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Raumfahrt - Astronautin entlarvt Mythen über die Raumfahrt

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Recently retired US astronaut debunked two myths about space travel while visiting the University of Canterbury (UC) yesterday.
Marsha Ivins, who has travelled almost 27 million miles in space and spent more than 55 days in space, has orbited the Earth 990 times. She was a veteran of five shuttle missions, including one to the International Space Station.
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She says the Great Wall of China cannot be seen in space and that astronauts preparing for a mission do not have an anti-gravity room to practice anti-gravity before launching into space.
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"You cannot see the Great Wall of China. It is great and very long but it is too narrow to see in space.
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"I wanted to be an astronaut from when I was 10 years old. Astronauts in the 1960s were men. They were also engineers. It was a career path I choose to ultimately get into space. I continued to work as an engineer supporting the space station project but kept missing out.
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"In 1984 the third Shuttle mission attracted 5000 applications. I applied and was one of 17 crew selected. I made it and the rest is history. In space, you go around the Earth every 90 minutes. I never tired of the view.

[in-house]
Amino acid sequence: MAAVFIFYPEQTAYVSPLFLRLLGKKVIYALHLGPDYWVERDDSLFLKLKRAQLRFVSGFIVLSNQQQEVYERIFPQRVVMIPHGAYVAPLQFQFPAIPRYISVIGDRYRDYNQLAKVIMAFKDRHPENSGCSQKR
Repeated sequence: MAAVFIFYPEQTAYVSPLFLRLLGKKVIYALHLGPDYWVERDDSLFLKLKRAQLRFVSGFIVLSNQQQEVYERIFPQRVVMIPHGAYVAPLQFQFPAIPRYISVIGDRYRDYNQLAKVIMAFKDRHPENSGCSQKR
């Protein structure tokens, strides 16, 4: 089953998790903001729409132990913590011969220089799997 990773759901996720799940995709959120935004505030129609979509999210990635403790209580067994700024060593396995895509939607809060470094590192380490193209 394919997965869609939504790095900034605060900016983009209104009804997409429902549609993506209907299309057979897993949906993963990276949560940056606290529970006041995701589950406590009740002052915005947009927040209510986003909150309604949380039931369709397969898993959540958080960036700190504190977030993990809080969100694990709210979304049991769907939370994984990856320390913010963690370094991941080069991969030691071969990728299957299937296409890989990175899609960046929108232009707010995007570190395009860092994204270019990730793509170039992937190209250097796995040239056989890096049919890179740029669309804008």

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"Having the opportunity to see so many stars made me realise how tiny we are as a planet. We are a tiny little grain of sand in the middle of nothing. Out there are 10,000 galaxies. We are so insignificant in the galactic scheme of things.
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"You have cravings in space just as you do on Earth. People who crave coffee and chocolate on the ground still crave it in space.’’
Ivins, who recently retired, will give a public lecture at UC tonight and will talk about space at the first New Zealand Starlight Festival at Tekapo this weekend. The event is being organised by the Aoraki Mackenzie International Dark Sky Reserve Board in partnership with UC.
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Her talks this week will provide an opportunity for UC students and the public to learn about space travel, UC astronomy professor John Hearnshaw says.
"This is a fantastic opportunity for physics and astronomy students to meet such an experienced astronaut. With enrolment for 2014 starting next week this shows some exciting things that happen for students here at UC.’’
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The New Zealand Dark Sky Reserve has been approved by the International Dark Sky Association which is the international body giving accreditation for Dark Sky Reserves and Dark Sky Places world-wide. Its formation is recognition of the pristine skies of the Mackenzie which are free of light pollution. UC is part of the Dark Sky Reserve, being the operator of the observatory at Mt John above Tekapo.
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Quelle: University of Canterbury
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